Double Coin also is facing high antidumping and countervailing duties on passenger and light truck tires exported to the U.S., following a ruling earlier this year by the U.S. Commerce Department's International Trade Commission that the U.S. tire manufacturing industry had suffered material injury due to passenger and light truck tire imports from China.
Double Coin was not identified individually in the ITC's final ruling, meaning it was included in the “PRC (Peoples Republic of China)-wide” category. Those firms received an antidumping duty of 87.99 percent and a countervailing duty of 30.91 percent for a total of 118.6 percent.
“The reason the company was placed in this category,” Murphy said, “was not because Double Coin was dumping tires but because of a new DOC policy that if a Chinese tire company is more than 50-percent owned by a state-owned assets company (Chinese government), they are not eligible for a separate rate.
“In addition,” he said, “they are not eligible to be placed in the blended rate. In essence, they are thrown out of the market based on who owns the factory, not whether or not they are dumping tires.”
The ITC ruling has eliminated any possibility of Double Coin's selling and marketing the Warrior-brand passenger and light truck tire line in the U.S., Murphy said. Double Coin had introduced the brand at the 2013 Specialty Equipment Market Association show and had begun selling units in the U.S.
Further influencing Double Coin's consideration of a plant outside China is the possibility the U.S. government one day may look to impose higher duties on Chinese truck tires imported into the U.S., Liu said.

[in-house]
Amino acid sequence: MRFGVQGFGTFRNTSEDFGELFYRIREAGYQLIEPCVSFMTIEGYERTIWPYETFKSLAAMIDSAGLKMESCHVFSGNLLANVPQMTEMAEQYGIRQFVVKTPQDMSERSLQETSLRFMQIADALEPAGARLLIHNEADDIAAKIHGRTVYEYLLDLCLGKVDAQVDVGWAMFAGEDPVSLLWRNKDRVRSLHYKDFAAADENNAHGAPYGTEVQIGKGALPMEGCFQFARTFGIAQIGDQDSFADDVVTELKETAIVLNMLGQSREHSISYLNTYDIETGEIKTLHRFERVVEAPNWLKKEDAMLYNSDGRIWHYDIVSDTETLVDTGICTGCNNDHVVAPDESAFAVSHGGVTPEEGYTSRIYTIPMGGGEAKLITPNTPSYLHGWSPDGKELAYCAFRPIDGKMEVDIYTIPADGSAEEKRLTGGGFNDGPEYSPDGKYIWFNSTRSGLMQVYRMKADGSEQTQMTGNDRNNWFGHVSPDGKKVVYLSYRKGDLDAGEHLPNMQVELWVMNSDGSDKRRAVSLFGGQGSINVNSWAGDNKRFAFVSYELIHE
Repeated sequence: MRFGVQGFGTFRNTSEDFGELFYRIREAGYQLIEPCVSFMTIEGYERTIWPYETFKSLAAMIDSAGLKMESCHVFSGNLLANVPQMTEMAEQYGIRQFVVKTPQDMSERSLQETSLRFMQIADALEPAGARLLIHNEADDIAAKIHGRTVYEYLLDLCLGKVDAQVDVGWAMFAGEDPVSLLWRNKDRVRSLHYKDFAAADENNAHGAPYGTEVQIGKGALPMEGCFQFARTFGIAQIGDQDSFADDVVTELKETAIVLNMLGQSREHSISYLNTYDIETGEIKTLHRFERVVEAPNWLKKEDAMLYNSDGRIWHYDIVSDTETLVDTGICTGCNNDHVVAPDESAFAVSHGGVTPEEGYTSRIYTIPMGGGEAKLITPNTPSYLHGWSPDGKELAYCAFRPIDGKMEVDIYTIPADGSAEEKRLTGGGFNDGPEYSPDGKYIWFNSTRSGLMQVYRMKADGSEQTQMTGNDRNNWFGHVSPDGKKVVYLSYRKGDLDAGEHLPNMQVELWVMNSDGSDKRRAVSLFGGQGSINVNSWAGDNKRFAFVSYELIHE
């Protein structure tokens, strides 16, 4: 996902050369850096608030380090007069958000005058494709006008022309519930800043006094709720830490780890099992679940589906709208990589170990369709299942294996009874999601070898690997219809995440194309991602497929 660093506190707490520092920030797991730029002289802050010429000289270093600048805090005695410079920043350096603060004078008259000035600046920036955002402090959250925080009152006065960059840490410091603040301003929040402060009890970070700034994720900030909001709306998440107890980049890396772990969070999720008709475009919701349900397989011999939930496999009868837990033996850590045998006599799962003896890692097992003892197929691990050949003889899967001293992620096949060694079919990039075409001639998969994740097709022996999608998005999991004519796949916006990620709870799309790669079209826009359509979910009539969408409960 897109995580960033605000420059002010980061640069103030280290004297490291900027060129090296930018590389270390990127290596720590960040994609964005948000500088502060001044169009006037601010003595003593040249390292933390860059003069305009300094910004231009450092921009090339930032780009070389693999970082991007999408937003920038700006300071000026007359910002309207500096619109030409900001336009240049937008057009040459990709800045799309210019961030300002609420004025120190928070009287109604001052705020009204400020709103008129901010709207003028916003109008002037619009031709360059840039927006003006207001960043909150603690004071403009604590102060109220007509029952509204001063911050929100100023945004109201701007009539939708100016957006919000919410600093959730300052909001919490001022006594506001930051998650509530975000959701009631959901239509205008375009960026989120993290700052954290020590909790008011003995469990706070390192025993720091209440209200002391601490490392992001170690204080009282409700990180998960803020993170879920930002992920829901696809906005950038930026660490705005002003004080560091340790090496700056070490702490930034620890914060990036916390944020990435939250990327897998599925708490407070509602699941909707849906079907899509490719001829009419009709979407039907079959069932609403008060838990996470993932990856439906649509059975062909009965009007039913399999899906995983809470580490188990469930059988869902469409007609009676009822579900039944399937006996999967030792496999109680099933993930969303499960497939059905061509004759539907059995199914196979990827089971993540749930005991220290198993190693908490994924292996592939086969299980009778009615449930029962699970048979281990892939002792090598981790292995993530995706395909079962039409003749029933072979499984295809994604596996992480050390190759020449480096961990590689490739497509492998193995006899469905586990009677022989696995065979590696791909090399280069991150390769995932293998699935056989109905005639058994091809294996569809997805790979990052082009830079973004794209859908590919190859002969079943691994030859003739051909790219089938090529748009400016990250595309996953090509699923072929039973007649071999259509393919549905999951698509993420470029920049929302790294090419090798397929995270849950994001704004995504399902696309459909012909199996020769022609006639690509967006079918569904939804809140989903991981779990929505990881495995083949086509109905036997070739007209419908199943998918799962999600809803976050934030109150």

“The American market is one of the most important markets among Double Coin total exports — most important,” he stressed. “We have spent almost 20 years cultivating this market with all our American colleagues. We don't really want this to happen.”
Double Coin operates five tire plants in China:
• Double Coin Heavy Duty Tire Co. in Shanghai, which produces about 2.5 million units of radial truck tires annually as well as large and giant OTR radials;
• Double Coin Holdings Jiangsu Tire Co. in Rugao, which manufactures 2.5 million units of TBR tires and 100,000 OTR and industrial radial tire units a year;
• Double Coin Holdings Chongqing Tire Co. in Chongqing, which makes 1.2 million units of TBR tires a year; and
• The recently acquired Double Coin Holdings Xingjiang Kunlun Tire Co. in Urumqi, which makes radial and bias TBR tires.
• Double Coin (Anhui) Warrior Tire Co. Ltd., located in Wuwei, Anhui, a joint venture with Michelin. Double Coin owns 60 percent of the venture and Michelin 40 percent. The factory produces 2 million passenger and light truck tires annually.
Founded in 1929, Double Coin prides itself on a number of “firsts.”
It produced the first Chinese automobile tire in 1934, introduced the Warrior brand in 1935, produced the first Chinese all-steel heavy-duty radial truck tire in 1964 and the first Chinese passenger car radial in 1982.
In 2002 the company manufactured the first Chinese all-steel radial OTR tire. A year later it produced the first all-steel radial industrial tire, and in 2010 it became the first Chinese tire maker to have a fuel-efficient tire certified by the U.S. Environmental Protection Agency.
The tire maker would record another first should it decide to build its next plant outside of China.